This comprehensive ebook provides authoritative information and practical advice from the nation's health experts about phenylketonuria (PKU), also known as Folling's Disease or PAH deficiency. Starting with the basics, and advancing to detailed patient-oriented and physician-quality information, the 21st Century Sourcebook series gives empowered patients, families, caregivers, nurses, and physicians the information they need to understand PKU. There is extensive coverage of symptoms, diagnosis, medical testing, clinical research, drugs, Kuvan, diet, measurement of Phe blood concentrations, potential treatments, and much more.
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Contents: Part 1: Phenylketonuria (PKU) Overview - National Institute of Child Health and Human Development (NICHD) * Part 2: Highlighted NICHD-Sponsored Research: Low Phenylalanine Diet for Mothers With Phenylketonuria (PKU) * Part 3: Genetics Home Reference * Part 4: FDA * Part 5: National Human Genome Research Institute * Part 6: U.S. Preventive Services Task Force * Part 7: Office of Rare Diseases Research of the National Center for Advancing Translational Research * Part 8: Centers for Disease Control (CDC) * Part 9: PKU Clinical Trials * Part 10: Phenylketonuria (PKU) Scientific Review Conference: State of the Science & Future Research Needs, February 22-23, 2012 with Conference Summary Documents * Part 11: Consensus Development Conference Statement on Phenylketonuria: Screening and Management, October 16-18, 2000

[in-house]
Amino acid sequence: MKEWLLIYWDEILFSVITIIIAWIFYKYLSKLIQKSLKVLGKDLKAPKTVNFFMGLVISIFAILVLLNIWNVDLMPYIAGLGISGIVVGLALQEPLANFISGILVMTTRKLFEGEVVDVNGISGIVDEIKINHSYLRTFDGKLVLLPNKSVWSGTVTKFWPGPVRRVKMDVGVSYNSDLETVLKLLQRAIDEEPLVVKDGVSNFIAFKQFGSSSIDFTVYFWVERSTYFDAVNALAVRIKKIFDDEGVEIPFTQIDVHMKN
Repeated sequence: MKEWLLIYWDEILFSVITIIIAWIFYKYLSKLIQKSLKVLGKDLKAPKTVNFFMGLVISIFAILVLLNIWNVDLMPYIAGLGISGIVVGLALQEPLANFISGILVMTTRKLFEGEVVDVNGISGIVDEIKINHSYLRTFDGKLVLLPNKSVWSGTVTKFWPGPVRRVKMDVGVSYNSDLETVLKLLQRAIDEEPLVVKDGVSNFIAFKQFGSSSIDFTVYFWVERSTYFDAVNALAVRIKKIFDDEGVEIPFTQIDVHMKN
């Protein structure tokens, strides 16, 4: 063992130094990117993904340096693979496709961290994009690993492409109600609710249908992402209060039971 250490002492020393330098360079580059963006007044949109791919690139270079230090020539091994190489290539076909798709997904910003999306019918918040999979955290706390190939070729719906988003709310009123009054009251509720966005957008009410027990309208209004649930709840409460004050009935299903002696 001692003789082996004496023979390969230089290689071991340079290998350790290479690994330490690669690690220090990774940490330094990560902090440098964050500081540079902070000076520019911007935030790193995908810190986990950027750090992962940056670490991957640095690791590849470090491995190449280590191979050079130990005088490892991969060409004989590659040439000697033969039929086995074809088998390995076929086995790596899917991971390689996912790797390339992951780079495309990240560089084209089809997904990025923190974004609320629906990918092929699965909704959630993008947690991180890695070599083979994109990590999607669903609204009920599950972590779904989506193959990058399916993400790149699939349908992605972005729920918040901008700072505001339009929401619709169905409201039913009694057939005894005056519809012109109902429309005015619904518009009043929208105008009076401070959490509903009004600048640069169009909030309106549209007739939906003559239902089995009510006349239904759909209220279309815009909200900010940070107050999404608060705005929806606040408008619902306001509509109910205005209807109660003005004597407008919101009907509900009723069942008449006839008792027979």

This edition includes our exclusive Guide to Leading Medical Websites with updated links to 82 of the best sites for medical information, which let you quickly check for updates from the government and the best commercial portals, news sites, reference/textbook/non-commercial portals, and health organizations.
Phenylketonuria (commonly known as PKU) is an inherited disorder that increases the levels of a substance called phenylalanine in the blood. Phenylalanine is a building block of proteins (an amino acid) that is obtained through the diet. It is found in all proteins and in some artificial sweeteners. If PKU is not treated, phenylalanine can build up to harmful levels in the body, causing intellectual disability and other serious health problems.
The signs and symptoms of PKU vary from mild to severe. The most severe form of this disorder is known as classic PKU. Infants with classic PKU appear normal until they are a few months old. Without treatment, these children develop permanent intellectual disability. Seizures, delayed development, behavioral problems, and psychiatric disorders are also common. Untreated individuals may have a musty or mouse-like odor as a side effect of excess phenylalanine in the body. Children with classic PKU tend to have lighter skin and hair than unaffected family members and are also likely to have skin disorders such as eczema.
Less severe forms of this condition, sometimes called variant PKU and non-PKU hyperphenylalaninemia, have a smaller risk of brain damage. People with very mild cases may not require treatment with a low-phenylalanine diet.